Birmingham & Pre-Raphaelite drawings

Pre-Raphaelite life drawings
En route for the NUJ DM in Southport, where I was to be a first-time delegate, I broke the journey in Birmingham to see The Poetry of Drawing: Pre-Raphaelite designs, studies and watercolours at the Art gallery. It was a fabulous exhibition comprising sketches and drawings, along with the paintings they were the studies for, from their student life drawings from casts at the Royal Academy Schools and drawings by their mentor Ford Madox Brown, through their entire careers and into the drawings of followers such as Frederick Sandys, Aubrey Beardsley and Eleanor Fortescue-Brickdale. There was also a whole bay of textile designs, stained glass and ceramics by designers such as William Morris, William de Morgan and Florence Camm. But it was the Big Three - Rossetti, Holman-Hunt and Millais - I'd come to see and I wasn't disappointed. I particularly liked the cartoons and caricatures, such as Dante Gabriel Rossetti's scratchy pen drawing of Christina Rossetti in a tantrum (1862). Cost me a fiver to get in, and was well worth it. It's on until 15 May, then moves to Sydney.

Birmingham Art Gallery also has a fantastic permanent collection of Pre-Raphaelite art, including some chairs designed by William Holman-Hunt and the world's largest watercolour, by Edward Burne-Jones. The cafe gives a discount if you show them your ticket, but be warned they have those irritating stainless-steel teapots that dribble all over the place. That night I searched for the Balti Triangle (nobody in Brum seemed to know where it was) but eventually stumbled on Al Frash in Ladypool Road where I had a mixed-veg balti for £5.50. I really didn't need the rice and (small!) naan! A pint at the Briar Rose (a Burne-Jones connection) Wetherspoons round the corner from the hotel finished off the night nicely.

I stayed at the Premier Inn on Waterloo Street, which was really handy for New Street station and the art gallery and well recommended. On Thursday 7 April, I jumped on a 101 bus to the Jewellery Quarter to see the Pen Museum. I was a bit early so walked to the Museum of the Jewellery Quarter, passing Gillott's Victoria Works (I learnt later that the G in Gillott is a soft J, like in Gillette), where my favourite 303 nib was once made, the factory of Thomas Fattorini, where enamel badges are still made, and a cast-iron 'Temple of Relief' by the station, sadly not in use!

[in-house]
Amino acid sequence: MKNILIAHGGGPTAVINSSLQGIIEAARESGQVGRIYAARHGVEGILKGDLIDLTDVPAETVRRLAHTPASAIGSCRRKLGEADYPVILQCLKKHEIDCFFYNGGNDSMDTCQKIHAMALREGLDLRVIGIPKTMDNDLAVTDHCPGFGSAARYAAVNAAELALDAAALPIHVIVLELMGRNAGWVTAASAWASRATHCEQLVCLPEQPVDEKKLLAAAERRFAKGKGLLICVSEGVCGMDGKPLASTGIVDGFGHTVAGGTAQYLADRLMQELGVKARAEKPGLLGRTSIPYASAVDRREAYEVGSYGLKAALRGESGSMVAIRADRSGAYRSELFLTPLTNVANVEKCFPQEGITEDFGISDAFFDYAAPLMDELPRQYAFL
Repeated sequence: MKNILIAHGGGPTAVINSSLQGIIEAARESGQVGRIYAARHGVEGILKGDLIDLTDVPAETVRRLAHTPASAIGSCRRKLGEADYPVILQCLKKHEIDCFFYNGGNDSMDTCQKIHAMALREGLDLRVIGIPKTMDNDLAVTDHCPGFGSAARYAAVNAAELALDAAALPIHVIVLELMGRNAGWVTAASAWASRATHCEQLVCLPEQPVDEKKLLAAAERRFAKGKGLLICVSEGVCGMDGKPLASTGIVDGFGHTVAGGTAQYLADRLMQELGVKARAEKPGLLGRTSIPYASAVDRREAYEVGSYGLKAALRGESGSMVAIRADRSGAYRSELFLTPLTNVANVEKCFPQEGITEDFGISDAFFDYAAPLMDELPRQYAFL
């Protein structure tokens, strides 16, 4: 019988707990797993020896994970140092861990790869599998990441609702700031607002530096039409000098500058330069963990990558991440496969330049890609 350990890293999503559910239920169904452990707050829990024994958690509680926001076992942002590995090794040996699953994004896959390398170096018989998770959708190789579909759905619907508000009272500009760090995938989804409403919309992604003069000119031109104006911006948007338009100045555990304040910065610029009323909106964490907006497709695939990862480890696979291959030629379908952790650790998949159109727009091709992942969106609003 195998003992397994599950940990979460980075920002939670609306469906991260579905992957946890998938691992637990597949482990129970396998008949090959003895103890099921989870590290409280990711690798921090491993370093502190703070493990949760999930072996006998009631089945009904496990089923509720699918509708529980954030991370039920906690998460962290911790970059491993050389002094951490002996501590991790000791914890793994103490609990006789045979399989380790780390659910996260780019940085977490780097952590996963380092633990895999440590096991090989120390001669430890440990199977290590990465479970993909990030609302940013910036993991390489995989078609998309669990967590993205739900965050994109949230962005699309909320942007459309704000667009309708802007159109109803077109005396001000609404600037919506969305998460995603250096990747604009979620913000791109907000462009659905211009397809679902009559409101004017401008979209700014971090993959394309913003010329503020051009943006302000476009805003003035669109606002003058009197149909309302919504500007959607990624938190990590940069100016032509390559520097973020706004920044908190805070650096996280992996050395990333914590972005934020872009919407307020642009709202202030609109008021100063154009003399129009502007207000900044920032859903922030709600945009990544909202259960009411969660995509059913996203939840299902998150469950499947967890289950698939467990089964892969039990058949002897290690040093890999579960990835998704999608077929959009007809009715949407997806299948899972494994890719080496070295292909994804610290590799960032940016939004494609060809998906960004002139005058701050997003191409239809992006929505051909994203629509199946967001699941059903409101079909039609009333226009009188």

The Jewelley Quarter Museum is the old works of gold bangle makers Smith and Pepper - a time capsule that closed in the 1980s, full of old machinery and dies that would give a factory health and safety inspector nightmares. Cost £5.50 for the guided tour and well worth it. There's a nice cafe too. Back at the Pen Room (I prefer Pen Museum), I joined a party being shown round, not just the front rooms, but another large room crammed full of nibs and fountain pens at the back. There's such a lot of stuff to see. We were shown how a Mitchell's nib was made in stages, and all encouraged to have a go. It's housed in what was once the factory of pen maker W E Wiley, now the Argent Centre, who used the steam from the factory boilers to heat a Turkish Baths - an early example of combined heat and power! Time was up - no chance to see Moor Street Station or Thinktank...

Southport is a very strange place, where it seems impossible to see the sea. The waitress at the Leicester Hotel said to see the sea in Southport you have to go to Blackpool. The trip from Liverpool to S'port was interrupted by vandals putting something on the line between Waterloo and Crosby. The train was full of tipsy scantily clad orange ladies who were presumably returning from a day at Aintree. The DM was quite hard work, with early starts and long days, in a 1930s Floral Hall that had been encapsulated into a modern (not Modernist!) complex - but it was scorching outside. My account of proceedings is here. I didn't manage to get to see the Lawnmower Museum, nor ride to the end of the pier, and the Art Gallery was closed for two years, but I did see some interesting buildings and sample some real ale and we were well looked after at the Conference. Now it's a few days respite until the BiG outing to Pallant House on Wednesday and the Clarion New Forest excursion this Friday!

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